The Ulster was originally a Victorian working daytime overcoat, with a cape and sleeves. It is often seen in period productions of Victorian novels, such as those of Charles Dickens and was referred to in the Sherlock Holmes stories A Study In Scarlet, The Sign of the Four, "A Scandal in Bohemia", "The Adventure of the Blue Carbuncle" and "The Adventure of the Noble Bachelor".
Often made of hard-wearing fabrics, such as herringbones or tweeds, it was not a formal coat at the time, though in the 21st century a cape would be seen as such. After the Edwardian period, it lost its cape, and continued to be used as a heavy-duty overcoat, often in a double-breasted style.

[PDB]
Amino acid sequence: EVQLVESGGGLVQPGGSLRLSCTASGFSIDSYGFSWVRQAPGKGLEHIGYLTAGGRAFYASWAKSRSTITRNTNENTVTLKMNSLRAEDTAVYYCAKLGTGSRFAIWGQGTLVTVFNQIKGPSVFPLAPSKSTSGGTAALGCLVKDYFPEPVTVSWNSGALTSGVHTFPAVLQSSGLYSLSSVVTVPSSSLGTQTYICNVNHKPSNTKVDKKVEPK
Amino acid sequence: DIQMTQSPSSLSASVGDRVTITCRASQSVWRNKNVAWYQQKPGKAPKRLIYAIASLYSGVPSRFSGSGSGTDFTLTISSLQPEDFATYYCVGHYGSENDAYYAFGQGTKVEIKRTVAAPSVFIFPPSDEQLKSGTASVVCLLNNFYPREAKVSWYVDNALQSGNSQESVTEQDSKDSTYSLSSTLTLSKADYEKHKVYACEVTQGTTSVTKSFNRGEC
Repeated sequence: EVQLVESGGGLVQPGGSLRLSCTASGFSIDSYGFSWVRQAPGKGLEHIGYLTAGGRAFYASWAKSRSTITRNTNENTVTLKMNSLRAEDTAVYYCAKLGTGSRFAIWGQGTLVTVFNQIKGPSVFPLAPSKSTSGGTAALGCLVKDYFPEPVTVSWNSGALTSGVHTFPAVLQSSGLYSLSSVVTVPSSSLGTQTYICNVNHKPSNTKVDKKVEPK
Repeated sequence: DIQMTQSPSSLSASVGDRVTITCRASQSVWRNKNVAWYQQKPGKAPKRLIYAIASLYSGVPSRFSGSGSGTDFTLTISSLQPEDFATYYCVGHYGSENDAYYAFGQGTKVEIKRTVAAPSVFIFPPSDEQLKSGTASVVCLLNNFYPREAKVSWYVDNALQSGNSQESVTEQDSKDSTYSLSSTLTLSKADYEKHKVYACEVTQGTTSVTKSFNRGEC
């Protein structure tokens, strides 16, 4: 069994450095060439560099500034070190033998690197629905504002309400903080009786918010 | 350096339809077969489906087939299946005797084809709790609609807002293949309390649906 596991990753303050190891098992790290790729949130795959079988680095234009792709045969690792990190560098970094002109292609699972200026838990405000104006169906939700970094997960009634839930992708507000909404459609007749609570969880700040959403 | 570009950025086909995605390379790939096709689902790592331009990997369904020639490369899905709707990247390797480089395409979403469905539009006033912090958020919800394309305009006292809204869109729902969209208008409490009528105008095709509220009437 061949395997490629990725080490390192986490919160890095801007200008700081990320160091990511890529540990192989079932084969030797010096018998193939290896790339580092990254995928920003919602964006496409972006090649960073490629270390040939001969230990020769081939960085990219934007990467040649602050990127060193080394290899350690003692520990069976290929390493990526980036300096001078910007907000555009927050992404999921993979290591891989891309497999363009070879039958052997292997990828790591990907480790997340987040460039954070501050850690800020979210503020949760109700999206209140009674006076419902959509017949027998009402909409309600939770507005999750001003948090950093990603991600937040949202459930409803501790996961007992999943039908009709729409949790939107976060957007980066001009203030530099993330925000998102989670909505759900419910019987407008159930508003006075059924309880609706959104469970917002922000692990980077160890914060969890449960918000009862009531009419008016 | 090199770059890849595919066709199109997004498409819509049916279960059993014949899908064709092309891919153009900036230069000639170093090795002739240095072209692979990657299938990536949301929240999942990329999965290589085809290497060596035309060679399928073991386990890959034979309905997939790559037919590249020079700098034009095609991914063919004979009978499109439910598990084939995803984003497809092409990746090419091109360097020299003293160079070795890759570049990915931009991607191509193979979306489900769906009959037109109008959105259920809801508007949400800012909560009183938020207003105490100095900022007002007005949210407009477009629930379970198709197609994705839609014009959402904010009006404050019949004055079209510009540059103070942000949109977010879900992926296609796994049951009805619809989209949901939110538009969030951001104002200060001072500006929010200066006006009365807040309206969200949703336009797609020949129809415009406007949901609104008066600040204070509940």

A lightweight version of this coat is called an ulsterette.
- Lewandowski, Elizabeth J. (2011). The Complete Costume Dictionary. Scarecrow Press. p. 304. ISBN 9780810840041.<templatestyles src="Module:Citation/CS1/styles.css"></templatestyles>
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